The American Civil War Memorial in Waterloo honors area residents who served the Union during the war. The monument was designed by Pietro del Fabro from Princeton Junction New Jersey. The monument consists of small memorials to each local soldier who died in the conflict. and can be found along the Cayuga-Seneca Canal.
The American Civil War
Memorial consists of single monuments for every man who lived in Waterloo who
lost their lives in the war. There is
also a North-South monument remembering all those who died. This monument is made of rocks that were
distributed from the 36 states that made up the country when the war was
over. There is a monument for women as
well to remember the service of those women who were involved in the war. The Unit Cenotaph documents the units that
Waterloo and Seneca County men were a part of and names the battles they were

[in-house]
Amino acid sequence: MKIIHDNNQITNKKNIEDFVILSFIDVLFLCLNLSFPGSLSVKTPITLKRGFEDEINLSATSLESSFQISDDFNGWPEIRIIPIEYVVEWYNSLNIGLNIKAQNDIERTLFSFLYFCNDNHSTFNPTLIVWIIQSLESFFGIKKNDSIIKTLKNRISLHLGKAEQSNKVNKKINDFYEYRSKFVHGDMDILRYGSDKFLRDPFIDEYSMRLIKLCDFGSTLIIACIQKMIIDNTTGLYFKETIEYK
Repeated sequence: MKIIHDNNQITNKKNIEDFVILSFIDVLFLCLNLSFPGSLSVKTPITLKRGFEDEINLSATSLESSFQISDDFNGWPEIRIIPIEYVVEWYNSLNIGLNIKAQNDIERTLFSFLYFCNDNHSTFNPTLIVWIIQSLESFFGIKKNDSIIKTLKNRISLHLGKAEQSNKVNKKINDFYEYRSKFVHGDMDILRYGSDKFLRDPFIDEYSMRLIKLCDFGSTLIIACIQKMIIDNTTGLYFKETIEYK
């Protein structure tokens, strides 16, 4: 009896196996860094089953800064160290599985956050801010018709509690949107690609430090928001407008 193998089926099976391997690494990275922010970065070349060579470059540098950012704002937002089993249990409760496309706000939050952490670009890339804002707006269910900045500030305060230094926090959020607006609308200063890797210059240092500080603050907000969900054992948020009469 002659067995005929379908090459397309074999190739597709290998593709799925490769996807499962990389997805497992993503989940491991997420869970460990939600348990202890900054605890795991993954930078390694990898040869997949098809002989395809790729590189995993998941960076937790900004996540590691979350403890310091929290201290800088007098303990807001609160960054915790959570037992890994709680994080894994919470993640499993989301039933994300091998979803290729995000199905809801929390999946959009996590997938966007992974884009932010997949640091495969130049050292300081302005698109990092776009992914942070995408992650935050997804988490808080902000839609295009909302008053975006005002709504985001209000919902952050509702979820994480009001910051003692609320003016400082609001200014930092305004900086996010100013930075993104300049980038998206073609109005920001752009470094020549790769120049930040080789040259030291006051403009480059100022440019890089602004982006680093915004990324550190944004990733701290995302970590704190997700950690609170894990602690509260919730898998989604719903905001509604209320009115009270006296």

The monument's central feature is a marble pillar and flame that burns in honor of the soldiers and their service in preserving the Union. The monument also includes a replica of an American flag from 1865. It was the citizens of
Waterloo who helped make the American Civil War Memorial. In 2007 locals joined with each other to
start, cutting out the monuments.
Engraved in the star rock are 620 stars coated with 23K gold. Every star stands for 1000 deaths in the
war. The site was also decorated with
lilacs and other plants.
On 25 August, 2009 The Daughters of Union Veterans of the
Civil War 1861-1865, New York Department laid claim to the American Civil War
Memorial. They control the place,
setting up special occasions here, showing visitors around, and running
activities. Before it was the name we
call it now, Memorial Day was known as Decoration Day. It associated with the process of adorning
the grave of Civil War troops with corsages of lilacs. Due to a decision made by the U.S. Congress
and declaration made by President Lyndon Johnson, Waterloo was named as the
origin of Memorial Day in 1966.
Established on 20 September 2008, this memorial pays respect to those
who died and were therefore subject to the first Memorial Day 5 May 1866. 1